The Union contends that Article 8, clause (h) is a new article incorporated in the collective Agreement to dispose of an entirely different working condition.


                On the other hand, the Company contends that only change involved was to eliminate payment for firemen for work train service enroute, except when the time occupied in such service exceeds one hour, and also for the non-inclusion of the time paid so paid in computing overtime.


                Furthermore, the Company argued that Article 8, clause (h) was proposed by it to affect uniformity with the same rule in the Engineers’ Collective Agreement which had been agreed to in the agreement signed with the Brotherhood of Locomotive Engineers on march 30th, 1962.


                The Union replied that it is not bound by clauses of other collective agreements, nor by the interpretation thereof.


                The undersigned wishes to mention that for several years, standard clauses in the Engineers’ Collective Agreement, have been incorporated in the agreements entered into between the present parties, and those clauses were similarly interpreted.


                The undersigned is of the opinion that the wording of Article 8, clause (h) is at best ambiguous.  If it is true that provision is made for payment of such services, this clause certainly does not provide clearly for this payment to be in addition to the minimum guaranteed day, nor specifically the contrary.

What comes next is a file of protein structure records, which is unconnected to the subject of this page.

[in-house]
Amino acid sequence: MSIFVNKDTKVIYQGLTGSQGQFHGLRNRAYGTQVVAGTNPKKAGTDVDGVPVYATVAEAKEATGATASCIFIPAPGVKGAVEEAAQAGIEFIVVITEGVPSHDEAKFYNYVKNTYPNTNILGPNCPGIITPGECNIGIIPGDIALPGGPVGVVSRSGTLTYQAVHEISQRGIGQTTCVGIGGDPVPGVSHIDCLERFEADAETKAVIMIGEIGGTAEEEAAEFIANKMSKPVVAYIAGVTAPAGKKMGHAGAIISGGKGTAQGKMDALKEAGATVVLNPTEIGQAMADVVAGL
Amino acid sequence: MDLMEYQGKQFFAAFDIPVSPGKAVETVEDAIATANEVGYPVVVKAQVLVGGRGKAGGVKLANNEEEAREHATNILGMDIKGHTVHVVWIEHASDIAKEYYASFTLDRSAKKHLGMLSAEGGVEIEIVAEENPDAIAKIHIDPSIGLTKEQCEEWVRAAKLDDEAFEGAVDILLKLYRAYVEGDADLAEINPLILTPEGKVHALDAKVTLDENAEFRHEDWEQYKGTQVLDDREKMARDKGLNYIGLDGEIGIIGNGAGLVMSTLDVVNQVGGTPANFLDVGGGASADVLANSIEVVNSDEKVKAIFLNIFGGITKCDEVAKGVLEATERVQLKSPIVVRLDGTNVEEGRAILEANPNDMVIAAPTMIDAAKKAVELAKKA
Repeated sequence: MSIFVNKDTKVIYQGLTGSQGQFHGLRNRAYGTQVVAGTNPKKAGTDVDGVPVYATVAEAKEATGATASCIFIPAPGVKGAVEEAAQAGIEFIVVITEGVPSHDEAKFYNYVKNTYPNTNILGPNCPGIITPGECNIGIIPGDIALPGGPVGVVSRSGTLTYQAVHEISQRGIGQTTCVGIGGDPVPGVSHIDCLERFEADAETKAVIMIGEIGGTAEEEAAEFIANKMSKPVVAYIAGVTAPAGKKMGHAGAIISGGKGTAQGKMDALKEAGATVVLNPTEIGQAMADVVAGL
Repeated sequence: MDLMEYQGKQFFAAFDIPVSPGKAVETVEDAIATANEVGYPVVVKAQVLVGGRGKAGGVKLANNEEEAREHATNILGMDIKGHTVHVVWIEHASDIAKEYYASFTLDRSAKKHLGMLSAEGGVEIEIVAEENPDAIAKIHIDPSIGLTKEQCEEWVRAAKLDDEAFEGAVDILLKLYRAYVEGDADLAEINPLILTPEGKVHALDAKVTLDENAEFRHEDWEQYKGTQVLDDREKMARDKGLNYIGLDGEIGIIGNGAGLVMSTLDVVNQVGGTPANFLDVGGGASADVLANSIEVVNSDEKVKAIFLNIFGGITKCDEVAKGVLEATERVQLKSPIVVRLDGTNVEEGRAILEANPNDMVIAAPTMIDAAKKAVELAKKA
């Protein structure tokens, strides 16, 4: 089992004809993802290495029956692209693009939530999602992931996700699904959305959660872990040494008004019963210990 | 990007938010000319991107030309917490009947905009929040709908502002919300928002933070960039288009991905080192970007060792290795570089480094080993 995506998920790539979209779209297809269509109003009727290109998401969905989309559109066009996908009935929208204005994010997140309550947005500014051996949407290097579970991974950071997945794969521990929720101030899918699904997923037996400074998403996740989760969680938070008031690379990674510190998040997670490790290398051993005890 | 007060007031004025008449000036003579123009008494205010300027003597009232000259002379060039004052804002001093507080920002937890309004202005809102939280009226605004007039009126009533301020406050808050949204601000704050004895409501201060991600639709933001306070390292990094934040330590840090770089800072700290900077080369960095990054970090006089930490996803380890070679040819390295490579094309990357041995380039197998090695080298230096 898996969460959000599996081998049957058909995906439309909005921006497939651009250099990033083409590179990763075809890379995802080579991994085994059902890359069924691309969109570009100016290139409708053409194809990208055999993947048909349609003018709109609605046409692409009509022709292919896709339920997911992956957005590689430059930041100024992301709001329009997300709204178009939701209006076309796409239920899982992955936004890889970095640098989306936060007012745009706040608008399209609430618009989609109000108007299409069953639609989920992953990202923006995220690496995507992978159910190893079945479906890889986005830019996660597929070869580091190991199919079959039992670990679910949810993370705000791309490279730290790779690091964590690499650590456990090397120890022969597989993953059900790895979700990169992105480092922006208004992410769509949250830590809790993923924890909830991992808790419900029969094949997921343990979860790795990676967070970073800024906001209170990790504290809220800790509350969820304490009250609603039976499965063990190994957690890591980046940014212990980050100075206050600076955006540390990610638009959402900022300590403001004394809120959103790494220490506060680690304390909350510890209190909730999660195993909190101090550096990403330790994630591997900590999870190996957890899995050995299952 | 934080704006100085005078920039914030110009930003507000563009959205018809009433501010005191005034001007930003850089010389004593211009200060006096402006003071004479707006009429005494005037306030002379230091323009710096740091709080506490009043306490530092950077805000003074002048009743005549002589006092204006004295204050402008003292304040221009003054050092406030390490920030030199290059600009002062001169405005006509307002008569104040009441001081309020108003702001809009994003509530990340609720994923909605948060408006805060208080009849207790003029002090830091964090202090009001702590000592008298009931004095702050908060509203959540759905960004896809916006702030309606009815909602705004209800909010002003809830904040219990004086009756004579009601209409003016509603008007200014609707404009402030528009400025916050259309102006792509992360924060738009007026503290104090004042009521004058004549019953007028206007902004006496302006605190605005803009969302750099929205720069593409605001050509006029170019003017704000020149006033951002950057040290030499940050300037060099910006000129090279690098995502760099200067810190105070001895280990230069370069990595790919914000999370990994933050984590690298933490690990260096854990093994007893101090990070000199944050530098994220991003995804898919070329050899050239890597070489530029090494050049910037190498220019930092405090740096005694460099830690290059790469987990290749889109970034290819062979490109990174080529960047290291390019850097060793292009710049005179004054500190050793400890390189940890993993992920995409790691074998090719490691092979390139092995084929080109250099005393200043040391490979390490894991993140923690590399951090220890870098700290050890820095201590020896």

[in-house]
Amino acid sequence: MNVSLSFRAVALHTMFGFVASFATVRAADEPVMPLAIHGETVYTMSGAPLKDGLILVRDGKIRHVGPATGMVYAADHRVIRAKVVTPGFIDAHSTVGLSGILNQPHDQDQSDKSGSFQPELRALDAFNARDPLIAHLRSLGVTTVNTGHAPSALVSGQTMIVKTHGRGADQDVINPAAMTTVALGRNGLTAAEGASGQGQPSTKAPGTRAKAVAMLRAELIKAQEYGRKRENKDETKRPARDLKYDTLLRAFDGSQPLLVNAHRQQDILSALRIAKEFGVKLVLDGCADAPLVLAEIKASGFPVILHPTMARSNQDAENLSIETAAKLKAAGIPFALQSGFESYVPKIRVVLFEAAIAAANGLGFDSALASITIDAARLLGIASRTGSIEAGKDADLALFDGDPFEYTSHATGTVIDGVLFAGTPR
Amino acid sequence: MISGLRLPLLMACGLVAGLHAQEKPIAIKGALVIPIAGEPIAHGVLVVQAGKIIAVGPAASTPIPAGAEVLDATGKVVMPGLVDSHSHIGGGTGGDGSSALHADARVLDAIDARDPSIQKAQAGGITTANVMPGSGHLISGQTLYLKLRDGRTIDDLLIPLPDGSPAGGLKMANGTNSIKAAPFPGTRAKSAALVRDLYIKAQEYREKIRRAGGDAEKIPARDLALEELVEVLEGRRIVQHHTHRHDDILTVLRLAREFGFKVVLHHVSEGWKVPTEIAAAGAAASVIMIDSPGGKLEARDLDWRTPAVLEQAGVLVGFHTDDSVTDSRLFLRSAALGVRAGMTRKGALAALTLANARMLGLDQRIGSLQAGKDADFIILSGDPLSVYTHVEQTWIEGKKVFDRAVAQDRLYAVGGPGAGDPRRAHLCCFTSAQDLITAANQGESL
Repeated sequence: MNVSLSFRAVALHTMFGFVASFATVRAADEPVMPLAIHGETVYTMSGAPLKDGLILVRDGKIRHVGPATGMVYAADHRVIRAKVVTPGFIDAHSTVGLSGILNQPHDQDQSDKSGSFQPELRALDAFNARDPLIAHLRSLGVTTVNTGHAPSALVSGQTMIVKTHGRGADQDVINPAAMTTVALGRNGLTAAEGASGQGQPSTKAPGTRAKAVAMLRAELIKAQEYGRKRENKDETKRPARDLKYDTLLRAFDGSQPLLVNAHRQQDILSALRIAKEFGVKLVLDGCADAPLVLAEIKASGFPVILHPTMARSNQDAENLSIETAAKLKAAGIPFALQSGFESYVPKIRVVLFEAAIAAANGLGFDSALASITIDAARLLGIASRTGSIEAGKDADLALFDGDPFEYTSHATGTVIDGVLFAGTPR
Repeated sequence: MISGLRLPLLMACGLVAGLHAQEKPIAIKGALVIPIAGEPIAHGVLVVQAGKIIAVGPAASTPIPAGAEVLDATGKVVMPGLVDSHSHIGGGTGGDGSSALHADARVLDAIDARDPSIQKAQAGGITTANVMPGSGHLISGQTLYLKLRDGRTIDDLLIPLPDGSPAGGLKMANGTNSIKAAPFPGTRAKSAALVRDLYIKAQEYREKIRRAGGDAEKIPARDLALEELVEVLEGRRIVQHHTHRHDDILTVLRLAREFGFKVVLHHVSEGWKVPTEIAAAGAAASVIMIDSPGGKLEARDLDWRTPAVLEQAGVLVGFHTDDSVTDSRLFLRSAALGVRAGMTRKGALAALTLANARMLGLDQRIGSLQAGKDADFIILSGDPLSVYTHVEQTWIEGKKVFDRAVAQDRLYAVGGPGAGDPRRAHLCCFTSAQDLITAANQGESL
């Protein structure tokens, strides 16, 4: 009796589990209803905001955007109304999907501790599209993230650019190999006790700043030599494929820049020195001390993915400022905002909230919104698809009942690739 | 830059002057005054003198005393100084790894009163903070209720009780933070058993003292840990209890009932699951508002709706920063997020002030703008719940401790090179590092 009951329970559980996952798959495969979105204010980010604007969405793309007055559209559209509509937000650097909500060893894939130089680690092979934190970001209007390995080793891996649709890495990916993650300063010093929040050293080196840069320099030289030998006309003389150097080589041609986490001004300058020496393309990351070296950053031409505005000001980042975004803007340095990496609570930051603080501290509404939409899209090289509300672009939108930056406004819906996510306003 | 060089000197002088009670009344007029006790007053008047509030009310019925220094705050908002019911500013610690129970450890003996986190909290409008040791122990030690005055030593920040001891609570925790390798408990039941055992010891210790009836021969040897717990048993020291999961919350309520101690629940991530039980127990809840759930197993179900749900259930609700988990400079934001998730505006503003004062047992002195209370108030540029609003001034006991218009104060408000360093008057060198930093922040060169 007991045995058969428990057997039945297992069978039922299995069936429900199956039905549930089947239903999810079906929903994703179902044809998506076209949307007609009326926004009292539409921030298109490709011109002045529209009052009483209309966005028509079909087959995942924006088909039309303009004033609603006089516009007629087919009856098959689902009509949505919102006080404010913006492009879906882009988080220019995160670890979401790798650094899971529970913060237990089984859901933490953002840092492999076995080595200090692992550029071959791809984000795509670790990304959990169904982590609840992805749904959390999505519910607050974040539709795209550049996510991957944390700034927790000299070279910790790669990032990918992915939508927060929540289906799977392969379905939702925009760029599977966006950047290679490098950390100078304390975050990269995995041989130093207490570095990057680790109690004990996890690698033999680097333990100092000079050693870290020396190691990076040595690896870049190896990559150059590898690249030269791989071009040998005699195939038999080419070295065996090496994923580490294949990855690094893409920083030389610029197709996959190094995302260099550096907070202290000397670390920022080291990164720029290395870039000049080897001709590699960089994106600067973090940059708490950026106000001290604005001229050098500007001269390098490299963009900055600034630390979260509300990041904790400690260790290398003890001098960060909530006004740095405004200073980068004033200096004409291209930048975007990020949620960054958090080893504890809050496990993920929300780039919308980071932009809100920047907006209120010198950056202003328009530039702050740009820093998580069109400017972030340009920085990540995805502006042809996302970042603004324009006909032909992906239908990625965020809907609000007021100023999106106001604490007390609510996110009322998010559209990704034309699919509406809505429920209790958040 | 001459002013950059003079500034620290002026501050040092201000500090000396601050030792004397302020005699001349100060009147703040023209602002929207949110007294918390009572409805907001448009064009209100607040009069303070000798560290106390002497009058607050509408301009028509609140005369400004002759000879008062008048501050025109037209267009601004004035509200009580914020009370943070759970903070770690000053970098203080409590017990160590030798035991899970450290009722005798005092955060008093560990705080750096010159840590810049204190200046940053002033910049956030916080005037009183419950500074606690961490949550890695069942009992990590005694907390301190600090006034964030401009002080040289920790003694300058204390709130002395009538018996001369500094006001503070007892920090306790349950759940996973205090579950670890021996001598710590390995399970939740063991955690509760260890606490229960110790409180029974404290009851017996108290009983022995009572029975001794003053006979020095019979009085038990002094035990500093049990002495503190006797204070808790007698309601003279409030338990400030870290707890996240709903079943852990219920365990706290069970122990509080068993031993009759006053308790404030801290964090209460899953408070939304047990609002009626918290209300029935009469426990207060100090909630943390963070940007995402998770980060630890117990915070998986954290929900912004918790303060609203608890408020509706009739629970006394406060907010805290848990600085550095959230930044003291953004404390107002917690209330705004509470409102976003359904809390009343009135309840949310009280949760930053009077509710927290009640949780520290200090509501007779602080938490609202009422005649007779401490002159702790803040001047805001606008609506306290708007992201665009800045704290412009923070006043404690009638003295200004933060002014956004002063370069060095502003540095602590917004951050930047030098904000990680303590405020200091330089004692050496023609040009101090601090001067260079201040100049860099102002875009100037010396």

It is worth mentioning that the second paragraph of Article 2 clause (d) spells out clearly the only payments to be made in addition to the minimum day in short run services.


                This Article 2 reads as follows:


“All time at terminals before the commencement of trip will be paid in addition to the guaranteed mileage.”


                By inference, it can be said that payments made in respect of any other services rendered enroute, are used to the extent necessary to make up a minimum day.


                Other clauses of the Collective Agreement, particularly Article 2, clauses (p) and(r) have always been interpreted according to the Company’s contention.


Article 2

(p)    “Switching to be paid for at junctions and turn-around points from time of arrival until departure of train.”


(r)      “Freight fireman held 2 hours or over to load or unload stock, will be paid for all time so held at freight rate, each 5 minutes to count as 1 mile.  This time not to be included in computing overtime.”


                It is to be noted that the wording of these clauses is quite similar to the wording of Article 8, clause (h).


                The undersigned has been particularly impressed by the argument submitted by the Company that each employee should get a full day’s work.  This is a generally admitted principle.


                In the present case, the Union’s interpretation would mean that an employee would receive more than a full’s day’s pay when in fact, he has worked less than a full day’s work.  This interpretation is illogical.


                For those reasons, the undersigned is of the opinion that the interpretation that the company gives to Article 8, clause (h) is more in accordance with the intent of the parties when they have negotiated and signed said Article.


                The grievance is therefore denied.